Julian Comstock: A Story of 22nd-Century America by Robert Charles Wilson
With Julian Comstock, Robert Charles Wilson has created a world in which oil has dried up and civilization as it was known is no longer. The peoples of the world have devolved to an eighteenth-century way of living, complete with social norms. This new society has been built on the graves of the past, literally. The title character is the nephew of the current President, sent into exile for his own safety. But then the war finds him, and safety is no longer a possibility.
First off, there was absolutely fantastic world-building. The world which Wilson creates is vivid, raw, and very much probable. It could, in fact, be our world in a century or two. The narrator, Julian's common-born best friend, speaks of the time of Efflorescence of Oil when the Secular Ancients lived, and considers it an era of gross consumption and moral degeneration.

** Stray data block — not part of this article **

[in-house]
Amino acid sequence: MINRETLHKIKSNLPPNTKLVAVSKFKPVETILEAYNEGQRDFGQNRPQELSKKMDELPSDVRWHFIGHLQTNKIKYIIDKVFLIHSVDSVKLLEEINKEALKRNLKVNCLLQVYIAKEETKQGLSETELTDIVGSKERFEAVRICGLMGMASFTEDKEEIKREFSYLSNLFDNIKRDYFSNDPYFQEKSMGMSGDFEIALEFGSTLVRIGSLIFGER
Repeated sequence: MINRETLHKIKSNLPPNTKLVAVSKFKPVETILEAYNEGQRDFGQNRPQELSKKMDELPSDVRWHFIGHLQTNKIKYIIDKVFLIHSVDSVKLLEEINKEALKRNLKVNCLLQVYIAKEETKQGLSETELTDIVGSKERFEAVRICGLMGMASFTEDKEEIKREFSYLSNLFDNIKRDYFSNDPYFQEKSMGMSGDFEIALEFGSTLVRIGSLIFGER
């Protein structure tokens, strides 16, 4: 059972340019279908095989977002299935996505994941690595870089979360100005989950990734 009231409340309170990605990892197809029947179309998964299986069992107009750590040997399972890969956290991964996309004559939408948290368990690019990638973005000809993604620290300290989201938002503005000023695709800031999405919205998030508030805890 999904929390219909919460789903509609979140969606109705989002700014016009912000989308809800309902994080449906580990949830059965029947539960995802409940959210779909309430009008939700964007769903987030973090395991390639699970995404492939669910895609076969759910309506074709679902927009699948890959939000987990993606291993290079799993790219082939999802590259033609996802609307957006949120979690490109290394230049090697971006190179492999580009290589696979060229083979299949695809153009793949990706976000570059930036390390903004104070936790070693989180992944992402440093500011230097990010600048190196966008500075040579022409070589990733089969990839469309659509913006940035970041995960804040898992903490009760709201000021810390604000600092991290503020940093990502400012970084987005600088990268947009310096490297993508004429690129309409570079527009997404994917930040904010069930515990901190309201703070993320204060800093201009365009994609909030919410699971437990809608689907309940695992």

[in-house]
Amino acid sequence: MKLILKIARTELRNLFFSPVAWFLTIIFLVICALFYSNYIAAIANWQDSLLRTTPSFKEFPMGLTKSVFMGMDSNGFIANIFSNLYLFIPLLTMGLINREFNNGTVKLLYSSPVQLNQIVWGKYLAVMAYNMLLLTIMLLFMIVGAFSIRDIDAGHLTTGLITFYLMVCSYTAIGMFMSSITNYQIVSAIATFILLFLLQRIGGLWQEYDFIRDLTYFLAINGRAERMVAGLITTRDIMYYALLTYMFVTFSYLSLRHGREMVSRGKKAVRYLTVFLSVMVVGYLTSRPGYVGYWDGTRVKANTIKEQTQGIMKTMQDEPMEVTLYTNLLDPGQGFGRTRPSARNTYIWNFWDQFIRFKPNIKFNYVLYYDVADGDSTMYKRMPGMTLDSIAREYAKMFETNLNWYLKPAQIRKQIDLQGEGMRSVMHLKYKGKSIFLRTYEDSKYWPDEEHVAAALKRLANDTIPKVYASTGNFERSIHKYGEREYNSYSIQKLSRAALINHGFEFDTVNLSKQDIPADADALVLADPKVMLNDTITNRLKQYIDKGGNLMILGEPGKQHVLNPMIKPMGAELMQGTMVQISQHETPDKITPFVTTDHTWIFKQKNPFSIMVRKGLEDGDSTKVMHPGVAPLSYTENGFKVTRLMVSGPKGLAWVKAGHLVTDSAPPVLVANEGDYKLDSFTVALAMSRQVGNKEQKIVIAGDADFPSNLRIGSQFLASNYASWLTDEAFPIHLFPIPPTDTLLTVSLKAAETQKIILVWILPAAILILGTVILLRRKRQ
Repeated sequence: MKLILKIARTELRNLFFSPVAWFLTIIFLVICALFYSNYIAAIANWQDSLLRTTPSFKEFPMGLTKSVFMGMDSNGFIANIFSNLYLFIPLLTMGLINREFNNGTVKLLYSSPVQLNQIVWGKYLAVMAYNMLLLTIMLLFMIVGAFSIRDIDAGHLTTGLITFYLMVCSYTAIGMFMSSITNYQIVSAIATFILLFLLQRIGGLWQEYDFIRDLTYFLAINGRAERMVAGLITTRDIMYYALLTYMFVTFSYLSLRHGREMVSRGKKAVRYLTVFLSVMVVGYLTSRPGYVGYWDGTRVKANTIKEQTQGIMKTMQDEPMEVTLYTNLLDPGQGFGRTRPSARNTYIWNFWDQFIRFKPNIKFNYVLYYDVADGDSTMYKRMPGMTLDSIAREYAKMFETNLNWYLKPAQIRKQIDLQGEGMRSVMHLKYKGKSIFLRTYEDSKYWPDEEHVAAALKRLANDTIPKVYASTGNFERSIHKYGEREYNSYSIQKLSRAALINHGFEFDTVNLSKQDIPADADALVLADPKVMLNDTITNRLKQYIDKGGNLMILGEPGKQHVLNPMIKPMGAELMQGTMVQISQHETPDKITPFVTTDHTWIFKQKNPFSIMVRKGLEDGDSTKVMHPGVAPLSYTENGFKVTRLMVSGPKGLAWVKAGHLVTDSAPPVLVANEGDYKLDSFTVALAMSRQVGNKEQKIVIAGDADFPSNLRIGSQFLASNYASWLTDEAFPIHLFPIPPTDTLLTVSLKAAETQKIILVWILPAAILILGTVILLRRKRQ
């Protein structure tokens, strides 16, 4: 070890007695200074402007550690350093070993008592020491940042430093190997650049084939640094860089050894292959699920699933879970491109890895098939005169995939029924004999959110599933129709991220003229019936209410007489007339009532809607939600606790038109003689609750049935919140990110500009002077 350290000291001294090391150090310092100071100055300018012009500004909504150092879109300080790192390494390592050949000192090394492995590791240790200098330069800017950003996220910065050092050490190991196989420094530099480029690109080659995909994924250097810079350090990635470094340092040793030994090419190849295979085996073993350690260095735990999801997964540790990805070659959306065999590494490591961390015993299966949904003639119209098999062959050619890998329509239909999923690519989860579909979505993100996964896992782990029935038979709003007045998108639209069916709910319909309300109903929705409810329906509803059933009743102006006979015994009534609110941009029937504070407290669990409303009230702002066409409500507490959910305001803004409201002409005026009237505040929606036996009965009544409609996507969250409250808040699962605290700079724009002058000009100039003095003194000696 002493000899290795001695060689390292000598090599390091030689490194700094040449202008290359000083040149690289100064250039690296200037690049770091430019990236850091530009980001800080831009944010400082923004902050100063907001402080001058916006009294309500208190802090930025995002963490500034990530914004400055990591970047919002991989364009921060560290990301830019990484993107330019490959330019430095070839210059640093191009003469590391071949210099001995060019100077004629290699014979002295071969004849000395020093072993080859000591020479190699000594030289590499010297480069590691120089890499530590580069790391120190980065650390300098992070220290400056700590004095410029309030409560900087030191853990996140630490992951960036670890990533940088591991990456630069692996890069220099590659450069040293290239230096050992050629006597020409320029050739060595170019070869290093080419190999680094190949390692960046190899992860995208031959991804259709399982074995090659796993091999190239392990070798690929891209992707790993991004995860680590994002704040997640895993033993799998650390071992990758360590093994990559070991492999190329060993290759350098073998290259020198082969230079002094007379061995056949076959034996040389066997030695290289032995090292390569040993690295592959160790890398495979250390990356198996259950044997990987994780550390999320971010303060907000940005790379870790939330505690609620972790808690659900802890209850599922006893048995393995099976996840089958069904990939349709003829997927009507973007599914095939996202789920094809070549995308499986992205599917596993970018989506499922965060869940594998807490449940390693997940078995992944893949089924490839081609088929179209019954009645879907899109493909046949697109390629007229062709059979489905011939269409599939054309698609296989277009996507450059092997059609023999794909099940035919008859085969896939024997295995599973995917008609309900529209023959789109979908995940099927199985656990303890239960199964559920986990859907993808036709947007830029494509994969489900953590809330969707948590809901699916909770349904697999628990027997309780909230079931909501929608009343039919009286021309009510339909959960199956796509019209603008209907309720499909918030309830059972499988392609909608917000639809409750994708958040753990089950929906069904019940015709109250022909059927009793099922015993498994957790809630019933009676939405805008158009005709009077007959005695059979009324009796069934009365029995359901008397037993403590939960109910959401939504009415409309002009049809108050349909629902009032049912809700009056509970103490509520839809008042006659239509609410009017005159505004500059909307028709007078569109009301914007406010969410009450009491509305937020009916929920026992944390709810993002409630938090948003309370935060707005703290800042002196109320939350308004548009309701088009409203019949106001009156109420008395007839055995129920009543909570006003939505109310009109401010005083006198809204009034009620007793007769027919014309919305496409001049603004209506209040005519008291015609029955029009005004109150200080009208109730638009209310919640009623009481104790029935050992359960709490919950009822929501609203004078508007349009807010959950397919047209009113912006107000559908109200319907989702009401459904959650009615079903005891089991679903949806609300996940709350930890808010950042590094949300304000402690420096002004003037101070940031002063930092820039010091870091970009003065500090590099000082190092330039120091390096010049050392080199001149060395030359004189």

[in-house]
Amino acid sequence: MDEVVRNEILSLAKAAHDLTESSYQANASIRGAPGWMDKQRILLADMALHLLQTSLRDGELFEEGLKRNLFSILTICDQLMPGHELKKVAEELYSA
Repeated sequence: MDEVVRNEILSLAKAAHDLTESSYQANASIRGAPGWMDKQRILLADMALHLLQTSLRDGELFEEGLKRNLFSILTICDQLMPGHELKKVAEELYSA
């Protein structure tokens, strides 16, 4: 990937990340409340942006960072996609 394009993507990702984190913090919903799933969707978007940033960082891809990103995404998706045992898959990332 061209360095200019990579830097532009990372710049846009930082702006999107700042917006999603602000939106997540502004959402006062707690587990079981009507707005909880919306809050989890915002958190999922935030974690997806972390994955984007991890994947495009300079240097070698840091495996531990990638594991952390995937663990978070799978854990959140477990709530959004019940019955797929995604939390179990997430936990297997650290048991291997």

The story revolves around Julian's rise to power, almost comical in its accidentalness. And peppered throughout is some subtle (and not so subtle) commentary on social inequality, religious monopoly, creativity and censorship, learning, the hazards of fashion, and questioning the status quo.
I was not myself very enamored with the book, but from the accolades and awards the book has garnered, I appear to be in the minority. I did love the glimpses into this brave new world Wilson has created, and for that alone it is worth a read. If you are a fan of post-apocalyptic fiction or military fiction, this is right up your alley.
"The territory through which we passed had been overbuilt in the days over the Secular Ancients, but only a few traces of that exuberant time remained, and a whole forest had grown up since then, maple and birch and pine, its woody roots no doubt entwined with artifacts from the Efflorescence of Oil and with the bones of the artifacts' owners. What is the modern world, Julian once asked, but a vast Cemetery, reclaimed by nature? Every step we took reverberated in the skulls of our ancestors, and I felt as if there were centuries rather than soil beneath my feet."